These College Classes Are Going to Work

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These College Classes Are Going to Work

“Our trailer, which is booked for 47 weeks this year, allows us to take the training to businesses and directly address the region’s manufacturing skills gap,” said William Gary, executive vice president of work force, community and economic development at Tri-C. “Employers allow their employees time, and they can walk right out of the plant and into our trailer for an hour, or three hours, to conduct the training right on site.”

Oatey currently has 15 employees enrolled in mobile training. The curriculum includes: modules on blueprint and schematics reading; sensors, pneumatics and hydraulics; and advanced troubleshooting. “We recognized a need to grow the skills of our internal technical talent,” Bob Rodgers, Oatey’s chemical plant manager, said.

In turn, the company expects a bang for its buck. “We anticipate seeing improved machine uptime,” Mr. Rodgers said. “When machines are running, we achieve greater efficiency and production. Moreover, with this investment, we see enthusiasm and engagement from our maintenance team who appreciate our commitment to their professional development.”

The Cuyahoga Community College Mobile Training Unit is a retrofitted 53-foot trailer that travels in Northeast Ohio to companies and schools.CreditDustin Franz for The New York Times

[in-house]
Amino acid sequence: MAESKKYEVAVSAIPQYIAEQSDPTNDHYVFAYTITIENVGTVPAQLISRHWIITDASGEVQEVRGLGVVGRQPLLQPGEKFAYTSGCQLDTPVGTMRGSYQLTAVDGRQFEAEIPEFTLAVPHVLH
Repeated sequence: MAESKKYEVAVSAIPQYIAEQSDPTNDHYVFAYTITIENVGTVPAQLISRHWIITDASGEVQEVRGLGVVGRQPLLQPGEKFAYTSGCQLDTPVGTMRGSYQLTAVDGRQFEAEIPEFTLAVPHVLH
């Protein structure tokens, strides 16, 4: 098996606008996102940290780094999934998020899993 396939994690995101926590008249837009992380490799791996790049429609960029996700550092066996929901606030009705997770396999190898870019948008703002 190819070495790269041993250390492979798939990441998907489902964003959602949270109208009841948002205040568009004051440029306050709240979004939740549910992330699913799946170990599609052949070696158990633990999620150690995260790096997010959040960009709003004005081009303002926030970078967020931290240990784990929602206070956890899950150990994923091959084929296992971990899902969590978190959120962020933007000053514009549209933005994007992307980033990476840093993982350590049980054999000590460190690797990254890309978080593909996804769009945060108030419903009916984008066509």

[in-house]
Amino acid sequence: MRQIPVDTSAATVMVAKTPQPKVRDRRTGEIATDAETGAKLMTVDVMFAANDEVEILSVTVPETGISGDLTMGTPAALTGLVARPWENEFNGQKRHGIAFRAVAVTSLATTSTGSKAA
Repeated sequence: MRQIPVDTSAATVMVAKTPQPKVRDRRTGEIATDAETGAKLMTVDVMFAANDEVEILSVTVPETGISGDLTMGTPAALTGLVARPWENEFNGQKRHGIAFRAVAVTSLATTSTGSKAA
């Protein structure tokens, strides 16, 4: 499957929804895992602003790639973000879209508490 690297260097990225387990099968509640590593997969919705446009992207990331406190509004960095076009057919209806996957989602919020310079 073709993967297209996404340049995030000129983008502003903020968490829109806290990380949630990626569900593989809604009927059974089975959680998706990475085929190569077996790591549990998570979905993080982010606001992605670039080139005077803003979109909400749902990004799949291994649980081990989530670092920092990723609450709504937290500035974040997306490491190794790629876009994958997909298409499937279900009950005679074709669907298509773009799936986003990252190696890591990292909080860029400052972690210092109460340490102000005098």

For workers who have been on the job for decades like Mr. Santos, the training is a way to keep digital skills current. “For those who are mid- or late career, who perhaps haven’t had to navigate the enrollment process, time commitment and commuting aspects of college, the convenience of the mobile classroom has been a welcome innovation,” said Maureen Pansky, senior human resources manager at Oatey’s manufacturing plant.

There is a real demand for these mobile units, especially for older workers who need to learn new skills or enhance their skills to move forward, said Phyllis Cummins, senior research scholar at the Scripps Gerontology Center at Miami University in Oxford, Ohio. She is examining the role that community colleges can play for workers ages 40 to 64 to help them remain competitive in the labor market.

The students she has interviewed were all “very concerned about keeping their skills up-to-date and having opportunities to improve their skills,” Ms. Cummins said. The good news: “Because of very low unemployment rates, employers are taking on more of the responsibility for providing training and opportunities, which can also help workers, for example, shift to a new position in manufacturing as technology makes some jobs obsolete.”

One of the mobile lab pioneers is Northeast Wisconsin Technical College in Green Bay. “We started in 2010 with our first one, which taught computer numerical machining,” said Mark Weber, dean of trades and engineering technologies. “Our goal was to bring training to rural high schools and introduce students to advanced manufacturing careers. We give them hands-on experience with electromechanical and automation engineering training and teach maintenance technician skills for manufacturing plants.”